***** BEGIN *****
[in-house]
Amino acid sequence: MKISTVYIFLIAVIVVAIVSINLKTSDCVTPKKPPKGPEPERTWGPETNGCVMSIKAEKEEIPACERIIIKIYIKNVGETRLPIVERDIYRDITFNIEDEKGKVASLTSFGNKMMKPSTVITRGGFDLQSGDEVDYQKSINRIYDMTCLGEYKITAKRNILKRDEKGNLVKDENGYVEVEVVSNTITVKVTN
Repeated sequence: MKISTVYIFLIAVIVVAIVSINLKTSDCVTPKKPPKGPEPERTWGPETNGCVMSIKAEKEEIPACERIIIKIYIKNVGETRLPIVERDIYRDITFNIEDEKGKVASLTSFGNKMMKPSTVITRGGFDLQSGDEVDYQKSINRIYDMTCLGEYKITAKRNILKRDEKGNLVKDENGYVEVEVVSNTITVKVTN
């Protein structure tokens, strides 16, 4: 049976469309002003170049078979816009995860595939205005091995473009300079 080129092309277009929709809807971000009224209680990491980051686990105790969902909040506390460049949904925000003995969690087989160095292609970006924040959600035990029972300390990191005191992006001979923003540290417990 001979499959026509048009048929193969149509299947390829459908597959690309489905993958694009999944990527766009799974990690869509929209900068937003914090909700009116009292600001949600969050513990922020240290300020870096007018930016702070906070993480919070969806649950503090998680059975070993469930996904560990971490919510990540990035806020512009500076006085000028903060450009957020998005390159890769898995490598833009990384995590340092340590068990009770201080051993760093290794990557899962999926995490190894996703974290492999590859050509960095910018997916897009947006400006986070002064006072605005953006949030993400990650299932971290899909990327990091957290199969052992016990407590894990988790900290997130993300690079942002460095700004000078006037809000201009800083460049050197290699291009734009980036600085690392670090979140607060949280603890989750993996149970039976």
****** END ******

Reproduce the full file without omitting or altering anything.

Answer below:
[in-house]
Amino acid sequence: MKISTVYIFLIAVIVVAIVSINLKTSDCVTPKKPPKGPEPERTWGPETNGCVMSIKAEKEEIPACERIIIKIYIKNVGETRLPIVERDIYRDITFNIEDEKGKVASLTSFGNKMMKPSTVITRGGFDLQSGDEVDYQKSINRIYDMTCLGEYKITAKRNILKRDEKGNLVKDENGYVEVEVVSNTITVKVTN
Repeated sequence: MKISTVYIFLIAVIVVAIVSINLKTSDCVTPKKPPKGPEPERTWGPETNGCVMSIKAEKEEIPACERIIIKIYIKNVGETRLPIVERDIYRDITFNIEDEKGKVASLTSFGNKMMKPSTVITRGGFDLQSGDEVDYQKSINRIYDMTCLGEYKITAKRNILKRDEKGNLVKDENGYVEVEVVSNTITVKVTN
């Protein structure tokens, strides 16, 4: 049976469309002003170049078979816009995860595939205005091995473009300079 080129092309277009929709809807971000009224209680990491980051686990105790969902909040506390460049949904925000003995969690087989160095292609970006924040959600035990029972300390990191005191992006001979923003540290417990 001979499959026509048009048929193969149509299947390829459908597959690309489905993958694009999944990527766009799974990690869509929209900068937003914090909700009116009292600001949600969050513990922020240290300020870096007018930016702070906070993480919070969806649950503090998680059975070993469930996904560990971490919510990540990035806020512009500076006085000028903060450009957020998005390159890769898995490598833009990384995590340092340590068990009770201080051993760093290794990557899962999926995490190894996703974290492999590859050509960095910018997916897009947006400006986070002064006072605005953006949030993400990650299932971290899909990327990091957290199969052992016990407590894990988790900290997130993300690079942002460095700004000078006037809000201009800083460049050197290699291009734009980036600085690392670090979140607060949280603890989750993996149970039976």